By William Shakespeare
Barbican Theatre, Silk Street, London EC2Y 8DS To 23 December
Mon-Sat 7.15pm Mat Thur & Sat 13.30 but check performance dates with box office.
Runs 3hr30 mins. One interval.
TICKETS: 020 7638 8891.
Review: William Russell 16 November.
A truly splendid Lear
Gregory Doran’s lavish and traditional staging of King Lear with Anthony Sher as the King is worlds away from the version staged on the other side of the Thames by Deborah Warner with Glenda Jackson as the King. Comparisons are really not necessary. Each is its own thing, each perfectly valid.
Sher makes a magnificent Lear, arriving in full pomp carried on seated on his throne encased in a vast glass box to make the hideous mistake of dividing up his kingdom between his three daughters. He is an imposing figure engulfed in furs, a barbaric almost Mongol like ruler – the court is dressed in black, Goneril and Regan are bejewelled and Cordelia is all in white, and vast golden discs are being carried in procession.
Sher speaks the verse beautifully and his descent into madness, still trailing the remnants of power – the impressive furs vanish to be replaced by rags – is very moving. As Gloucester, also a man with offspring who let him down, David Troughton matches him so that both plots carry their full weight.
Nia Gwynne and Kelly Williams as Goneril and Regan may be disloyal and grasping daughters, but Lear’s hundred knights are clearly a plague on the land and justify some of their fury at what has happened to them as their father insists on his pomp without responsibility.
The only problem is that the staging of the storm is pretty feeble. It is not helped by the concept that this is, as was England at the time, a land where the poor wandered the countryside as the stage gets very cluttered up with people in rags running around. Indeed Lear seems surrounded by folk when the storm is raging tepidly rather than a man abandoned with only the Fool and Kent to help him. But it is a small matter in a thoroughly rewarding and strongly cast evening.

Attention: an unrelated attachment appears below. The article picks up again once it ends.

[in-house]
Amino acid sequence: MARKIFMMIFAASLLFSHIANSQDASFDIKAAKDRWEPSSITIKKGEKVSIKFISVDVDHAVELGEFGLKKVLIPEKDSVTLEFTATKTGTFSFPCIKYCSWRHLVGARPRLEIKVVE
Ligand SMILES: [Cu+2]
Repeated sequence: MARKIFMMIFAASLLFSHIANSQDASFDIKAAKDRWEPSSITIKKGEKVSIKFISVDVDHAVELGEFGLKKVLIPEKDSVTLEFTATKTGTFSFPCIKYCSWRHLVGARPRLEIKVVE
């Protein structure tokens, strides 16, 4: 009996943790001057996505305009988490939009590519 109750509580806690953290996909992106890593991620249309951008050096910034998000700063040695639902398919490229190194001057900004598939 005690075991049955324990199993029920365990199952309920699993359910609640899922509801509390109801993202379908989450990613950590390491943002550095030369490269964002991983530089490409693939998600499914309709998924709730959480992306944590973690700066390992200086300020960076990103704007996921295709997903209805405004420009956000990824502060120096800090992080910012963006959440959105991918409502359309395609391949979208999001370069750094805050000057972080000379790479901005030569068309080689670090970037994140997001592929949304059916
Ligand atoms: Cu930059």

The difference with the rival production is simply that this is what one expects the RSC and a theatrical knight to provide, whereas Jackson gives one of those once in a lifetime not to be missed performances. It is not that she is better, just amazingly different. But Sher’s Lear is a fine addition to the long list of theatrical knights and senior actors who have played the role which is, of course, the older actor’s Hamlet, a challenge not to be ignored.
King Lear: Anthony Sher.
Goneril: Nia Gwynne.
Regan: Kelly Williams.
Cordelia: Natalie Simpson.
Albany: Clarence Smith.
Cornwall: James Clyde.
King of France: Marcus Griffiths.
Duke of Burgundy: Theo Ogundipe.
Kent: Anthony Byrne.
Gloucester: David Troughton.
Edgar: Oliver Johnstone.
Edmund: Paapa Essiedu.
Fool: Graham Turner.
Oswald: Byron Mondahl.
Curan: Kevin N Golding.
Lear’s Gentleman: Eke Chukwu.
Old Man: Ewart James Walters.
Doctor Kevin N Golding.
Herald: Theo Ogundipe.
Captain: Marcus Griffiths.
Servants: Romayne Andrews, James Cooney, Jenny Fennesy.
Messengers: Romayne Andrews, Bethan Cullinane, Marieme Diouf, Jenny Fennesy.
Lears Knights: Louis Allen, Valerie Antwi, Matthew Athey, Adam Bellamy, Ethan Chapples, Phoenix Di Sebastiani, John Irvine, George Johnston, Cynon Lewis, Adam Lilley, Tom Manning, Sashka Myers, Drew Paterson, Ralph Pickering, Tea Poldervaart, Mark Richardson, Sheri Sadd, Martin Sales, Shiv Sharma, Michael Skellern, Joe Tye, Anton Wight.
Director: Gregory Doran.
Designer: Niki Turner.
Lighting Designer: Tim Mitchell.
Composer: Ilona Sekacz.
Sound Designer: Jonathan Ruddick.
Movement Director: Michael Ashcroft.
Fight Director: Bret Yount.
Company Voice & Text Work: Kate Godfrey.
Assistant Director: Anna Girvan.